The family of a cyclist who was nearly killed in Port Coquitlam while riding home from work two years ago say their life has forever changed.
The wife and two children of Bruce Rickman, a 57-year-old bus driver who was struck late at night while biking along the Mary Hill bypass, said the’ve had to make many adjustments since the accident.
“It’s been very hard,” Bruce Rickman told reporters outside the provincial court in PoCo today (Friday) after the drunk driver was sentenced to 45 days behind bars, “but I’m here. It’s good to be above ground.”
During the sentencing of Sean McAllister— a 29-year-old respirational therapist now living in Prince George — Judge Eugene Jamieson spoke about the impact of the collision that left the Pitt Meadows man with a permanent brain injury that bars him from returning to work.
On July 30, 2014, Rickman was cycling home — with a blinking light on the back of his bicycle — when McAllister hit him on the east shoulder of the bypass, near Kingsway Avenue.
Earlier that night, the Ontario native had been celebrating with co-workers in Vancouver following a 12-hour shift and had consumed five pints of beer and a liquor shot, over a three-hour period.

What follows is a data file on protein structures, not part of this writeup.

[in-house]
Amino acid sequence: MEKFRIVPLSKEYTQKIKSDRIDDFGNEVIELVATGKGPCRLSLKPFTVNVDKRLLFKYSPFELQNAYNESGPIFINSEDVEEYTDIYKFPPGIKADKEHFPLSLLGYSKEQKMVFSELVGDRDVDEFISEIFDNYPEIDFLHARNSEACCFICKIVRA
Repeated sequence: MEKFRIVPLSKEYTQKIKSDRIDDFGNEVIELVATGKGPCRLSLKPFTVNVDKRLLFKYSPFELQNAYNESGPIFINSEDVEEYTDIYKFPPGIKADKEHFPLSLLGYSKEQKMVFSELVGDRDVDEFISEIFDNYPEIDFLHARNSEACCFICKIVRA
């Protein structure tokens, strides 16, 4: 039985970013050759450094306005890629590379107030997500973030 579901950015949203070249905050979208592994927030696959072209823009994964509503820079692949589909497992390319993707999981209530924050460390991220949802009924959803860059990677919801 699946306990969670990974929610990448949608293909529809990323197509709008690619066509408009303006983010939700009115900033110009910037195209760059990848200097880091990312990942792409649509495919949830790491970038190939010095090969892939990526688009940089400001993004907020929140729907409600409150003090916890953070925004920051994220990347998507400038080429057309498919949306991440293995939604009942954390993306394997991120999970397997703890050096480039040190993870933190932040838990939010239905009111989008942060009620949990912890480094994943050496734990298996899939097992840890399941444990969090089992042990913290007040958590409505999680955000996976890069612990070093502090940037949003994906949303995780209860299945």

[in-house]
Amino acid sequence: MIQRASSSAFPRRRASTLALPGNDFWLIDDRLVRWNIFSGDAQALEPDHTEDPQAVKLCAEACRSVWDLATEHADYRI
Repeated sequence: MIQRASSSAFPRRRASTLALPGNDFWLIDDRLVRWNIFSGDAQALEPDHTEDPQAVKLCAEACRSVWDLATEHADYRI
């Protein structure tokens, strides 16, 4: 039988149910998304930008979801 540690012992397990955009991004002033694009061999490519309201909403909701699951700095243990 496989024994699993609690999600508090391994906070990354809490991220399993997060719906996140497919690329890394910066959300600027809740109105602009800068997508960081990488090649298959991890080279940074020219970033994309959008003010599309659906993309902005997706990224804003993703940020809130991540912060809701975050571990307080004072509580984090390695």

He took a taxi to the Lougheed SkyTrain station, where his girlfriend had her vehicle parked.
The pair texted each other to decide if he should sleep in the car or cab it home, the judge said. Instead, McAllister made the “horrendous mistake” of getting behind the wheel, he read in his sentencing statement.
Because he was intoxicated, exhausted and it was late at night, McAllister didn’t see Rickman on the side of the road nor did the driver passing him in the next lane. In fact, McAllister had thought he had collided with a roadside barrier and drove away, the court heard.
As a result of the collision, Rickman was left alone — in the dark — with trauma to his head and body.
During their investigation, Coquitlam RCMP recovered parts of a side mirror at the scene and identified the vehicle as a 2006 or ’07 Toyota Tacoma.
Mounties were quick to issue a press release about the hit-and-run and Rickman’s wife, Twyla, made a plea for help to locate the driver while her husband lay in a coma at Royal Columbian Hospital.
Two weeks later, McAllister turned himself without legal representation and admitted to the crime.
McAllister was initially charged with three offences; however, he pleaded guilty to a charge of impaired driving causing bodily harm.
Judge Jamieson acknowledged McAllister was remorseful, had a clean record and, according to letters of reference, was a diligent employee. “I have no doubt he will be troubled by these events for the rest of his life,” the judge said.
Besides his conviction and one-year driving ban, McAllister will also have to pay back ICBC for costs incurred.
On Friday afternoon, Rickman stood beside his wife and children — Katrina, 20, and Jonathan, 21— to denounce drinking and driving.
“He made the wrong choice; I paid the price,” he said of McAllister. “It’s not a game. You can’t just roll the dice and see what happens. He should have known about the state that he was in. Forty-five days isn’t enough.”